When the strike came, multiple polls showed the Chicago public backing the teachers. After just a few years of determinedly organising alongside community groups and publicly making the concerns of poor students of colour and their parents central to its agenda, the union had won unprecedented support and trust. ‘Across the board, on every issue, the teachers got a more favourable outcome than the school system,’ University of Illinois labour studies professor Robert Bruno told CNN.
After nine days on the picket lines, the union ended its strike. The teachers did not win everything they wanted. ‘This is an austerity contract,’ Karen Lewis said on the strike’s final day. ‘This is not a contract [in which] we can get all that we want.’
But the action did hold back key neoliberal provisions such as merit pay, and it limited draconian demands for teacher assessments to be based on standardised test scores. More importantly, according to the educational policy analyst and historian Diane Ravitch, the strike ‘gave a spine to teachers everywhere’. It showed that it was possible to fight back against the GERM agenda.
The strike may have been a victory, albeit a limited one, but the union has lost several key battles since. These include the closure of 50 public schools in mostly African-American neighbourhoods despite massive protests led by the CTU and community groups.
But while the closures were a crushing defeat, the union’s mass mobilisation, two days of marches to each of the 50 schools, and refusal to meet the mayor halfway on nearly all of his education proposals have helped to produce political openings in the city that no one could have foreseen. Mayor Emanuel’s approval ratings have slumped since the strike and the closures, particularly among African-Americans, who voted for him overwhelmingly in 2011. Despite his huge financial backing, Emanuel now appears vulnerable to a challenge in 2015 – and CTU president Karen Lewis appears to be the frontrunner for the race.
Since the strike, CORE has won re-election in the union with almost four fifths of the vote. The caucus continues to work alongside community groups and grow within the union itself. Rank-and-file teachers and CORE members led the push within the CTU nationally to oppose the ‘Common Core’ national curriculum adopted by 44 of the 50 US states and widely criticised by parents and teachers for its obsessive focus on test preparation, eliminating teacher autonomy and creativity in teaching, and preventing teacher-to-teacher collaboration. At this year’s annual convention of the American Federation of Teachers, the national federation to which the CTU belongs, CORE members led an unsuccessful push to officially condemn the standards.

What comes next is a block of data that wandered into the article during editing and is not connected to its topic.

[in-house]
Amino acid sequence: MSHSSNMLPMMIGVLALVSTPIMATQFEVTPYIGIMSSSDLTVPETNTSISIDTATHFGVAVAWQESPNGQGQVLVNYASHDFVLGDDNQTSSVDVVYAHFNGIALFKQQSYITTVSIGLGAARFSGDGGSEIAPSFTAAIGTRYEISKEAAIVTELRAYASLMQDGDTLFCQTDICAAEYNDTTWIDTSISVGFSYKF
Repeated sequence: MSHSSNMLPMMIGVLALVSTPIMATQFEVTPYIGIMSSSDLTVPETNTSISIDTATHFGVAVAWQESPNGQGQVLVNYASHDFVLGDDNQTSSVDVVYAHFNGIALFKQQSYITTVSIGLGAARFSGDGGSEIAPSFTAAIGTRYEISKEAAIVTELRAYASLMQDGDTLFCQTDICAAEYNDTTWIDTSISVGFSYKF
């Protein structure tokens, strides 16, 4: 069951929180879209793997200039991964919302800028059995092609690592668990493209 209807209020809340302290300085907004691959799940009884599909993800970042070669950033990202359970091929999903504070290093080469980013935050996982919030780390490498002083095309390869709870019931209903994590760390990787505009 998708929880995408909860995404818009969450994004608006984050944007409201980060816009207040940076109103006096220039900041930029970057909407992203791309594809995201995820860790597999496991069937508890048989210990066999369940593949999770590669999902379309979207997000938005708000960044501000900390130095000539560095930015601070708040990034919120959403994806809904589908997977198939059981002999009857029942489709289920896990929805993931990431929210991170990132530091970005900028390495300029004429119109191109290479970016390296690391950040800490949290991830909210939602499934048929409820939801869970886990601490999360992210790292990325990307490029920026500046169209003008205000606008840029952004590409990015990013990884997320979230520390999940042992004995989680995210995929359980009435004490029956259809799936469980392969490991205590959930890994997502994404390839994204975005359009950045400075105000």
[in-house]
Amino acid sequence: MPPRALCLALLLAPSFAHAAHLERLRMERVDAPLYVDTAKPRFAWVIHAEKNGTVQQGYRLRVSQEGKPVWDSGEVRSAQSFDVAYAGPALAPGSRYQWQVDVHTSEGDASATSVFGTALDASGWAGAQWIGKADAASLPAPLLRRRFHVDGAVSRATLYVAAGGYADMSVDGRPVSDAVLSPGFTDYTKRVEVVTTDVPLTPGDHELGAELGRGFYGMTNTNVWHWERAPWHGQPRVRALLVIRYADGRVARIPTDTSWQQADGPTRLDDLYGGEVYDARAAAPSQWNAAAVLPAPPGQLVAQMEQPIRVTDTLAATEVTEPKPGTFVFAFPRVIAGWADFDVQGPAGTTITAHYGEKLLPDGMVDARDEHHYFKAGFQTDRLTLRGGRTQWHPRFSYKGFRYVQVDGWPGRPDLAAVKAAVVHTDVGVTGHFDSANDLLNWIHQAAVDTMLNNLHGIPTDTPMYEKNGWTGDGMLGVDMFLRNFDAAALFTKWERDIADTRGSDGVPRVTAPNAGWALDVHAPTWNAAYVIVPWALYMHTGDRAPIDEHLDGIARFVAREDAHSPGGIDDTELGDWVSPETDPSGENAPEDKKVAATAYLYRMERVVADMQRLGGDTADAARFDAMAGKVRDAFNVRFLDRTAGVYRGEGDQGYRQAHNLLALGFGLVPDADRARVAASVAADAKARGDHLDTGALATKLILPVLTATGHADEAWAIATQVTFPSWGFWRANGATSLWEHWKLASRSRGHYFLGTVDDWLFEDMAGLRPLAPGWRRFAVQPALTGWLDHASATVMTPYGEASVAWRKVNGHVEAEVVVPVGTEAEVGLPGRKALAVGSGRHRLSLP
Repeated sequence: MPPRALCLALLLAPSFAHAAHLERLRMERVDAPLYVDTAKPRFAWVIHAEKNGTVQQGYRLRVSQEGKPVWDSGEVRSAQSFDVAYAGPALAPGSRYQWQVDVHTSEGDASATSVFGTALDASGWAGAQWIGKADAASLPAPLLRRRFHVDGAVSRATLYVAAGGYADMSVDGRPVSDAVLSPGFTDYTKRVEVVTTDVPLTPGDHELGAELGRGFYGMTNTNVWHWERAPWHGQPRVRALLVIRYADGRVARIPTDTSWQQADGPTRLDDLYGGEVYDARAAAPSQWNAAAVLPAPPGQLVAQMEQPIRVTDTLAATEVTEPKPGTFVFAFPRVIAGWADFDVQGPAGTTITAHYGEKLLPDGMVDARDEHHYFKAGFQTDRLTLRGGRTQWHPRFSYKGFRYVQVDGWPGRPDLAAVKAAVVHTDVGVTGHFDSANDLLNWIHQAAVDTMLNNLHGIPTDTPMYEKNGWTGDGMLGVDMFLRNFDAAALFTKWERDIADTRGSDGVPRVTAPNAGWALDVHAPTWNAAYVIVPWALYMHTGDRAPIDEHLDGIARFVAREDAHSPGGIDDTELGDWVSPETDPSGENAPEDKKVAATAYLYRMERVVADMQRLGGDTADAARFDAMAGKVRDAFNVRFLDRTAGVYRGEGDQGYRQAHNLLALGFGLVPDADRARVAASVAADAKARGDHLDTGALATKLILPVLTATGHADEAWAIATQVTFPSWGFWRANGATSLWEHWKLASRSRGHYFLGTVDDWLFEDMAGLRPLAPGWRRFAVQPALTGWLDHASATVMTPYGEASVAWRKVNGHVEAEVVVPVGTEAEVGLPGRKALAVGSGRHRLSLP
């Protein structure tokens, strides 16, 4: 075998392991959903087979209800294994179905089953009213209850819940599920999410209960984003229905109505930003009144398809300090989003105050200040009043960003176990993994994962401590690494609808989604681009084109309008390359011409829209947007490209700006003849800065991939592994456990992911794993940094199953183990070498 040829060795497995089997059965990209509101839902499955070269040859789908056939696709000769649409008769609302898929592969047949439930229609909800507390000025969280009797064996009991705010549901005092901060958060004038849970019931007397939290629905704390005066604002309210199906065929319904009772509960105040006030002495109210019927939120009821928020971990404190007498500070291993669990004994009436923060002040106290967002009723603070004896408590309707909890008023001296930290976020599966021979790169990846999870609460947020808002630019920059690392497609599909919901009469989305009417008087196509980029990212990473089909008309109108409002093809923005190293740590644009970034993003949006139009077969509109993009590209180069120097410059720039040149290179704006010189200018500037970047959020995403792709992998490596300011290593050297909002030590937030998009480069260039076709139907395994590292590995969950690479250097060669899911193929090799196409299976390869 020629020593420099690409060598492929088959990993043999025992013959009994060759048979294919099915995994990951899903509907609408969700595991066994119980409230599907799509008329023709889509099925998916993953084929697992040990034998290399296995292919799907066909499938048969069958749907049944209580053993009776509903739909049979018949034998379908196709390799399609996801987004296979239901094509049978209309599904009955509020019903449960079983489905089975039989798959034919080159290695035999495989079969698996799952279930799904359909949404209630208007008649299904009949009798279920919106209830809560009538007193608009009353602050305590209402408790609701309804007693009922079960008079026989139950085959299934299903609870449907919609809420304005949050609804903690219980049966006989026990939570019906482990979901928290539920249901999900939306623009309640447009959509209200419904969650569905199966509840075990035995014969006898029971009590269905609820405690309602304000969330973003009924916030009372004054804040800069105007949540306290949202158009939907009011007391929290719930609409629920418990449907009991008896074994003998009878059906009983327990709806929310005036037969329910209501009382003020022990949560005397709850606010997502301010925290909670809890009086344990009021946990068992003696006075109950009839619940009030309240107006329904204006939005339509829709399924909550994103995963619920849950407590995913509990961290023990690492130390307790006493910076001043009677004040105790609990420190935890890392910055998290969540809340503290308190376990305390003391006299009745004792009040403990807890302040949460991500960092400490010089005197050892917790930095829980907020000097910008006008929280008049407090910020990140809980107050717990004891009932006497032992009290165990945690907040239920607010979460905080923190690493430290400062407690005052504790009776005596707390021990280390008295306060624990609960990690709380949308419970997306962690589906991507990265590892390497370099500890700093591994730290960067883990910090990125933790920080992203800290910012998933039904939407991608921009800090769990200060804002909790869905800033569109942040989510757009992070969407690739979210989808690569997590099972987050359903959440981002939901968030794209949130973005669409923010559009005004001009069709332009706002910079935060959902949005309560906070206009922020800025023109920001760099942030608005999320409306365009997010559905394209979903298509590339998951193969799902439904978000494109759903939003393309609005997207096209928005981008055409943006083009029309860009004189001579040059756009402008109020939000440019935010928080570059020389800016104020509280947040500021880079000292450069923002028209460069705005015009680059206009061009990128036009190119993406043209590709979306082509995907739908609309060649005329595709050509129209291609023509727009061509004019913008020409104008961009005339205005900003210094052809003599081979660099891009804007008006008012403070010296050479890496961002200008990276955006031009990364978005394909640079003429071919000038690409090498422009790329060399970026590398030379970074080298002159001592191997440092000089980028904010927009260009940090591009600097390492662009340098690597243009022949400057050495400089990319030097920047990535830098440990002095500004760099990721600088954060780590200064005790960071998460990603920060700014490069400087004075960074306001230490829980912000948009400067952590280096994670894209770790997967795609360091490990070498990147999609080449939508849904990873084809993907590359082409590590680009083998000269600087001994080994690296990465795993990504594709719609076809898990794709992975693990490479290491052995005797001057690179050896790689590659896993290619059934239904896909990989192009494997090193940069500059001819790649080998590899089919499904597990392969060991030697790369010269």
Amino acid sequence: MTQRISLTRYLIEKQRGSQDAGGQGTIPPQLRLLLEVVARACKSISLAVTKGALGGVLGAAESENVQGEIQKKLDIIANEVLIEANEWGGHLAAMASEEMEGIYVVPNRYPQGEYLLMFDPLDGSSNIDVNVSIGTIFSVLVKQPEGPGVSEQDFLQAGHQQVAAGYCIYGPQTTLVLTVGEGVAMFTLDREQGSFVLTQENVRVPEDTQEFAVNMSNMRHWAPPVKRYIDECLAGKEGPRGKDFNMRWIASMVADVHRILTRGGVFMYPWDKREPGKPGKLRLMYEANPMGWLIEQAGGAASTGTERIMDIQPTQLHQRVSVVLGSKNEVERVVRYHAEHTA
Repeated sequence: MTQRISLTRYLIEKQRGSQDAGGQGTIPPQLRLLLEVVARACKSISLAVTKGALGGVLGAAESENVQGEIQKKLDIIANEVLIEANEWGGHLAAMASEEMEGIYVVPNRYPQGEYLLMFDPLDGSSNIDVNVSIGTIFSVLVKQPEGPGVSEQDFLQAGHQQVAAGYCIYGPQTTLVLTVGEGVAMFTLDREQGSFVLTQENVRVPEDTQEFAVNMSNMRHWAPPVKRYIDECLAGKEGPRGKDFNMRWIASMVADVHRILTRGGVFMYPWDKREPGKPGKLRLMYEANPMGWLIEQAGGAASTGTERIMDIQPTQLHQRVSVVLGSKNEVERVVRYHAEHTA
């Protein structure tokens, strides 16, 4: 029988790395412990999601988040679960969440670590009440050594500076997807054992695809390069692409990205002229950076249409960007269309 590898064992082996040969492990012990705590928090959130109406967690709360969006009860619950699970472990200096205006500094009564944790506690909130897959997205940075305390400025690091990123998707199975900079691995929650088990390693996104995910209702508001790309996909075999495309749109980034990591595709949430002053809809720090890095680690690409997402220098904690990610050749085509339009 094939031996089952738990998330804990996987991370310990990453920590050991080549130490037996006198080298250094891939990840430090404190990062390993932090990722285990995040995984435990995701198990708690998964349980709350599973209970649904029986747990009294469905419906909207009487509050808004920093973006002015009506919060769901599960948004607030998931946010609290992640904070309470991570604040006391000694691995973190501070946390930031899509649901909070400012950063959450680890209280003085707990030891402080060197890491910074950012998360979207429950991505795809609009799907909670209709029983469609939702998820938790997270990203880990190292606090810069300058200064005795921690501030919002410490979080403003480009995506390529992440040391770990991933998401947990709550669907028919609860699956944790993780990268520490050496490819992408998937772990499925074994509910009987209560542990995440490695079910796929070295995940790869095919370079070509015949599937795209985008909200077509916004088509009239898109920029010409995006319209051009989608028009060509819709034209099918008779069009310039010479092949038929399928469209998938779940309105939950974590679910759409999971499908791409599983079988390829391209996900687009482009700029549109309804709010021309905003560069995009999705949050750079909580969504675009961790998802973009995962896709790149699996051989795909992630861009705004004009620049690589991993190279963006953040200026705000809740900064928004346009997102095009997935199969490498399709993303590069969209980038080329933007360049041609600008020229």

The CTU and CORE’s accomplishments over the past decade are inspiring. But no one should be carried away with rosy proclamations for the near future. The union has lost more battles than it has won, even since CORE entered office. For all its efforts in defence of teachers’ rights and educational equality, the forces representing privatisation and privation are still winning the day.
But if public education is to have any chance of surviving the next decade or two, it will require the kind of trade unionism that puts democracy, militancy and coalition-building at its core. That model has begun to spread to other places, such as Los Angeles and Massachusetts, where CORE-style reformers have taken over teachers’ union leadership. GERM has proven contagious in recent history, but the CTU has shown that can be combated.
Micah Uetricht is a Chicago-based journalist and author of Strike for America: Chicago Teachers Against Austerity.
Photograph by Sarah Jane Rhee, loveandstrugglephotos.com